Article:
Tuesday, October 29, 2013

Artifact of the Week – Silk-Embroidered French Greeting Card

An embroidered card featuring a large red and pink rose with green leaves tied with a lavender ribbon. A blue and yellow decorative border surrounds the bottom-half of the flower. 'X-Mas Greetings' is embroidered below in baby-blue thread. A card with green, white and red decorations reads 'Merry Christmas' and is separate from the embroidered card.
"Poppy" Joe Newman Fonds, 73.561.X.1
Embroidered postcards are believed to have originated in Austria as early as 1903, but they gained their popularity and reached new artistic heights in the hands of the French. By 1907, France was a main producer of the cards, which were hand-stitched by Belgian and French women on strips of silk that were then incorporated into a cardboard backing. Embroidered cards became wildly popular during the First World War (1914-1919), when lonesome soldiers would purchase them as souvenirs to send to loved ones back home, or to keep as reminders of friendlier, cosier days while surrounded by the misery of the trenches.

Close-up of the red rose. Red, pale pink and bright pink threads can be seen. Two different shades of green are used in the leaves and a white rosebud sits in the top right corner.
Detail: 73.561.X.1
This example from the Peace River Museum and Archives is among the more elaborate embroidered card designs known to exist: the silk is styled in an envelope fashion, allowing the small, sentimental greeting to be tucked lovingly inside. The back of the card provides space for a postcard-style message. This particular card is in excellent condition and still retains the original brilliance and rich colours it would have displayed a hundred years ago. The identity of the sender (a woman named May) is now lost to history, but it is known that the card belonged to Joseph “Poppy Joe” Newman, who collected postcards while serving overseas in the First World War.

Close-up of the lavender ribbon. It has been embroidered with several tiny loops chained together.
Detail: 73.561.X.1
The card likely originates from anywhere between 1912 and 1926. It will be on display at the Peace River Museum and Archives in December as part of the upcoming Holiday Exhibit.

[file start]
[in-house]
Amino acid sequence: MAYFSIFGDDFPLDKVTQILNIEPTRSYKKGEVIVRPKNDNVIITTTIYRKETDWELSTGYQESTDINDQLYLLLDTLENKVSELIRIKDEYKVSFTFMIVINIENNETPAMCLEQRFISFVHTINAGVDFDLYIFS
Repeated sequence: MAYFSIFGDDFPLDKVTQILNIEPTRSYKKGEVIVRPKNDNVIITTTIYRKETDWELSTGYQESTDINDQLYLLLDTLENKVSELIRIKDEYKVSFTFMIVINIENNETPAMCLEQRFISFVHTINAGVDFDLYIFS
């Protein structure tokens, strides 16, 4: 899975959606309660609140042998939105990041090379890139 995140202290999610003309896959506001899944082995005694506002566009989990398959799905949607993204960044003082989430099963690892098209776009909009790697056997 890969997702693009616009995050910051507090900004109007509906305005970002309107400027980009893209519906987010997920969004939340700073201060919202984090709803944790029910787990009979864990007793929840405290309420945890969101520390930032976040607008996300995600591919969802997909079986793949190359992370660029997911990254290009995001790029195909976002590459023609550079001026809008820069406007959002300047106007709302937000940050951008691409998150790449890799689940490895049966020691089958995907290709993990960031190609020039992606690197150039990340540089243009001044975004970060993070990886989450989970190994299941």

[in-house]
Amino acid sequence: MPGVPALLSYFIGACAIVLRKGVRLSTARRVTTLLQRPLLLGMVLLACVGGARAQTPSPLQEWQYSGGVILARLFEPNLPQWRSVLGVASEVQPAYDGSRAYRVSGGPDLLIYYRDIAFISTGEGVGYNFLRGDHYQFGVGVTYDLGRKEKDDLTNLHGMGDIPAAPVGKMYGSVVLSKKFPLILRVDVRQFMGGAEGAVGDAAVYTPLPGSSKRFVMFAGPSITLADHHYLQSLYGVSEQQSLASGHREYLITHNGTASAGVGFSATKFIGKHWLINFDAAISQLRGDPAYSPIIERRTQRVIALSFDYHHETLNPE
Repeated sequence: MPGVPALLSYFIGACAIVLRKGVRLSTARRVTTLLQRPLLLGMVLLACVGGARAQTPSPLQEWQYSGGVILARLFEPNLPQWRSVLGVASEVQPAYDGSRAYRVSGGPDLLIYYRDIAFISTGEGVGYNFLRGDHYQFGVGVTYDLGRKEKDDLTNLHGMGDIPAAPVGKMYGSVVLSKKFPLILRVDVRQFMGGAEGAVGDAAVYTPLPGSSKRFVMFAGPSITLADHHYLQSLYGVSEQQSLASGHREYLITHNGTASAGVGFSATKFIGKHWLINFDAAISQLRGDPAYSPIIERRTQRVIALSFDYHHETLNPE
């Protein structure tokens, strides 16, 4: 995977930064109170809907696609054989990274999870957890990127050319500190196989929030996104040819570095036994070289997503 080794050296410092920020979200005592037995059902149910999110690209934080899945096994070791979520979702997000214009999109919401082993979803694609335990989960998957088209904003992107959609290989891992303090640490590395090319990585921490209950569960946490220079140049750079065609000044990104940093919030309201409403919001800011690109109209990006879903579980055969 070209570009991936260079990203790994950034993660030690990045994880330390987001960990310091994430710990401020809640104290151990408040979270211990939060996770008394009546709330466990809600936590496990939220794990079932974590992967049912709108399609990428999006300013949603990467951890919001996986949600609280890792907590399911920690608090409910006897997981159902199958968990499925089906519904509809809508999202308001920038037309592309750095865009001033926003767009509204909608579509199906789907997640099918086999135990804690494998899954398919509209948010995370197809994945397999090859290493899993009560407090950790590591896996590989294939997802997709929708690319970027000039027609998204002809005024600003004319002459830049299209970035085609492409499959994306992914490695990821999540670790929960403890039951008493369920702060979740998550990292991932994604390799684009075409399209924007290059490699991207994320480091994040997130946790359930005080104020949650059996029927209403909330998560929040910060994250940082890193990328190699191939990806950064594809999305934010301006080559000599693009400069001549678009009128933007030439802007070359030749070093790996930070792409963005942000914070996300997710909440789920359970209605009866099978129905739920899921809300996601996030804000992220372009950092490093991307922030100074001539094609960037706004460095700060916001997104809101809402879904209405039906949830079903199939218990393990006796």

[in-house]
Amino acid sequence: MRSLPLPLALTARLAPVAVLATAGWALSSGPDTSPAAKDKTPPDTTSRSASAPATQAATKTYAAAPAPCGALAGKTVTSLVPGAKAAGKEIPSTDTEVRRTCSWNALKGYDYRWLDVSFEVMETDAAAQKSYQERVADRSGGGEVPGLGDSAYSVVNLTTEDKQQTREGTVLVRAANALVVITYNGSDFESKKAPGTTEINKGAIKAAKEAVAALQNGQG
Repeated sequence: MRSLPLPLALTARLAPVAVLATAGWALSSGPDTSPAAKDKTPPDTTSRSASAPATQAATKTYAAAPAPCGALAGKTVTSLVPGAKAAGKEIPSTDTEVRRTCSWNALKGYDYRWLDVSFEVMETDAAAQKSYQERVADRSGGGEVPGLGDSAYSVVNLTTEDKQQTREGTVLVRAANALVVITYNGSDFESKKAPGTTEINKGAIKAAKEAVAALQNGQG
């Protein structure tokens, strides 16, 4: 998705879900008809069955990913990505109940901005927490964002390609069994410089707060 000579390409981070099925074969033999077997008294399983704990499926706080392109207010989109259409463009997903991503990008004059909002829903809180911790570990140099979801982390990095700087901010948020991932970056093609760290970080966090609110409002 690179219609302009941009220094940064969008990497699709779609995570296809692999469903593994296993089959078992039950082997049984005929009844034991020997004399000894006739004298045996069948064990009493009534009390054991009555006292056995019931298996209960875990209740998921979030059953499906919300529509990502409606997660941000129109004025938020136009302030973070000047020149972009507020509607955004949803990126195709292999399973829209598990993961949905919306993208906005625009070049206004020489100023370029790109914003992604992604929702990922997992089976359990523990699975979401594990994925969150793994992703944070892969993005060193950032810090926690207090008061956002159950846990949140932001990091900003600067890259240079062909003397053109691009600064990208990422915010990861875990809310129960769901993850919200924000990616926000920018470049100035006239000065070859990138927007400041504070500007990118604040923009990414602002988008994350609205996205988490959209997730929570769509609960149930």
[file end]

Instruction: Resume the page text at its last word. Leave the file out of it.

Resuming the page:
Message on the back of the card reads:
Wishing you both a merry Christmas and the best of luck in the new Year. From May

Wednesday, October 16, 2013

Food for Thought - Panel Discussion

October is a month in which food is prominent in our minds and for our taste buds! 

Thanksgiving and Halloween bring to mind fresh pumpkins for pies and carving and succulent turkeys.  
And on that point, the Museum would like to remind you that this is the last month for the exhibit Roots of the Peace: a bountiful harvest. To conclude this successful exhibit on the heritage of producing food on a quarter section of land, we are hosting a panel of insightful, contemporary ‘food gatherers and producers’ to talk about food security and our connection to the food we eat today.
This will be a PechaKucha style of presenting insightful responses to the topic (five minutes for each presenter) and will conclude with a full discussion between audience and presenters.

A big thank you to the following local panelists who will bring thought and knowledge to the topic of sourcing local food:
               Landscaping with edible plants by Nancy Blayone
               Medicinal plants by Vic and Louise Ploc
               Food co-operatives by Annette Rosendal of Peacefull pantry
               Shares in organic gardening by Lisa Lundgard of The Veggie Patch
               Hunting and wild meat harvesting by Verne MacRoberts
               Our local Food Bank by Lieutenant Kevin Elsasser

This is a free event but donations to the Food Bank will be welcome.

On October 19th, come by the Museum for coffee and an engaging conversation at 10:30 am about food in the Peace!

For more information contact the Museum at 780-624-4261 or museum@peaceriver.net.